Need clarification about sigmoid function

Can someone explain what does this sentence means ?
" It’s also a smooth curve that only goes up, which makes
it easier for SGD to find meaningful gradients. " – fastai book - page 169 - 2nd line

1 Like

Hi Vivekverma1019,

The idea of sigmoid’s “smooth curve” is that in the middle section of the function there is only a monotonically increasing curve. The reason why this is good for SGD finding “meaningful gradients” is that the gradient in that middle section of the curve is steep. So when you take one step in the direction of the negative gradient you are able to update your weight in a “meaningful” amount.

Notice that this is not the case when you reach the outer sections of the sigmoid function. Hence, why ReLU activation function is used more often since its discovery. So long as your input is positive you will have a steep slope which is “meaningful” for the gradient.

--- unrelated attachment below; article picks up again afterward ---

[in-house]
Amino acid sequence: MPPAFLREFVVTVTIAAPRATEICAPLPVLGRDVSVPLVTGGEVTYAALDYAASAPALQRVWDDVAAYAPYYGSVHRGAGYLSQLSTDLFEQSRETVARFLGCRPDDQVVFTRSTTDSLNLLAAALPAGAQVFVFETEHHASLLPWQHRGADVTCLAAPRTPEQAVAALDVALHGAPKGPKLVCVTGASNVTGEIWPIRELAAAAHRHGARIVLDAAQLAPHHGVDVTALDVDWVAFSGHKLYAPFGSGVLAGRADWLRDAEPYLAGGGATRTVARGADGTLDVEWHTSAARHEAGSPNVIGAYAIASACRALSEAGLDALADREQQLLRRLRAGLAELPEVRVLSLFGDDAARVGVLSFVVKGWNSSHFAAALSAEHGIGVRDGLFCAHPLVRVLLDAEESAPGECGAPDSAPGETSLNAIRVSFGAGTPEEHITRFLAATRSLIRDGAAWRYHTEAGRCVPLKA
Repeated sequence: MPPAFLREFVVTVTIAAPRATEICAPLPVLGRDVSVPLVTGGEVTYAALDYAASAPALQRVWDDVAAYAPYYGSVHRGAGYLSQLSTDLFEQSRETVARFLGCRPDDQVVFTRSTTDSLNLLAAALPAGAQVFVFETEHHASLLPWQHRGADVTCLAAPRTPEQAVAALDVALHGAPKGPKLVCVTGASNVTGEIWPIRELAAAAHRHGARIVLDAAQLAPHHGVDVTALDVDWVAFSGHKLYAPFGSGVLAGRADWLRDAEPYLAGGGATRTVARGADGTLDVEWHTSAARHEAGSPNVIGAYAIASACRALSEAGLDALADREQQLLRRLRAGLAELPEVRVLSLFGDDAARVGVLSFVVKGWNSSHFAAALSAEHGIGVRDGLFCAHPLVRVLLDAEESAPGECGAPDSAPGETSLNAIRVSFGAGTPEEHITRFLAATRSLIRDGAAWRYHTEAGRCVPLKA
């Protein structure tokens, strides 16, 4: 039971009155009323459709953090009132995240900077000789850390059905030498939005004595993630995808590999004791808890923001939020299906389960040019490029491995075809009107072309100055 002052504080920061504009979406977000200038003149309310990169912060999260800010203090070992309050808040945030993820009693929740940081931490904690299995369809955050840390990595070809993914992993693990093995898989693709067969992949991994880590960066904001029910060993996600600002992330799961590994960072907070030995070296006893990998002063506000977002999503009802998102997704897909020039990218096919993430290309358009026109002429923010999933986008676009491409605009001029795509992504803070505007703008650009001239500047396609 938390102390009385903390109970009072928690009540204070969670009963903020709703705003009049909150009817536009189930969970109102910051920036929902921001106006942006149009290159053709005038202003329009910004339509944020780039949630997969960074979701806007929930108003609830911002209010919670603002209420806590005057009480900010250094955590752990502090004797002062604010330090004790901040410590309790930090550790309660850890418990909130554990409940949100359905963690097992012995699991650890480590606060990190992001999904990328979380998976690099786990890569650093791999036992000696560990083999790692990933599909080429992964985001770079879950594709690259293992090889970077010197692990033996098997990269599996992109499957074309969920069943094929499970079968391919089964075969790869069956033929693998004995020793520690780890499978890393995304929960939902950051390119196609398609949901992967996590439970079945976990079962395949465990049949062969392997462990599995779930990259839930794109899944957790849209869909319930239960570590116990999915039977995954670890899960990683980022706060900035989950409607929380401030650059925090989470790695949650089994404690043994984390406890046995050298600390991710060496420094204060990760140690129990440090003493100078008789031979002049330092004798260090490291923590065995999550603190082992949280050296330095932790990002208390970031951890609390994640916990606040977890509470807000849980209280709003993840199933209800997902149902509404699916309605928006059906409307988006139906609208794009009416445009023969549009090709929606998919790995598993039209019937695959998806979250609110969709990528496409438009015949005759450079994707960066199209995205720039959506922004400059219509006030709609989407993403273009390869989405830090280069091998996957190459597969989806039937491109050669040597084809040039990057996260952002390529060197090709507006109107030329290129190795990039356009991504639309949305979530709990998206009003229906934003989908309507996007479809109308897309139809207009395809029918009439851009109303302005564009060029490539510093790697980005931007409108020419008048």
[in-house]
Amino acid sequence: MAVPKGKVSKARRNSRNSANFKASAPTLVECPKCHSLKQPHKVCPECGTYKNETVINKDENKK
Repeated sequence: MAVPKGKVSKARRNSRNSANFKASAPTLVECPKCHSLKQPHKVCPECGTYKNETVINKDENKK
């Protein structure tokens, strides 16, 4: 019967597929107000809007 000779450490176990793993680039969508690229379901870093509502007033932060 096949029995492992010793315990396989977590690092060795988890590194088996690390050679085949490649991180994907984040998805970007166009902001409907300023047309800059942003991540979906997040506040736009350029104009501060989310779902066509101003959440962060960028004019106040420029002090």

Thanks for responding.
I still have a small doubt. It would be helpful to me if u can clarify that too.
Doubt: We calculate gradients on the graph of loss vs parameters [fig. 1]. Then why the steepness of activation function helps?

You’re welcome,

This is because your loss is dependent on the prediction of your model which is in turn dependent on the output of each activation function in your layers. So by simply making sure that the activation function has a shape that produces steep gradients we can influence the overall direction taken on the loss vs param graph.

One way to see this is to realize that backpropigation is simply the gradient at each layer times the gradient of the previous layer with respect to loss. What is each layer? An affine transformation (wx + b) followed by activation function (ReLU/Sigmoid/Tanh, etc…).

1 Like

Thanks, I got it now :slightly_smiling_face: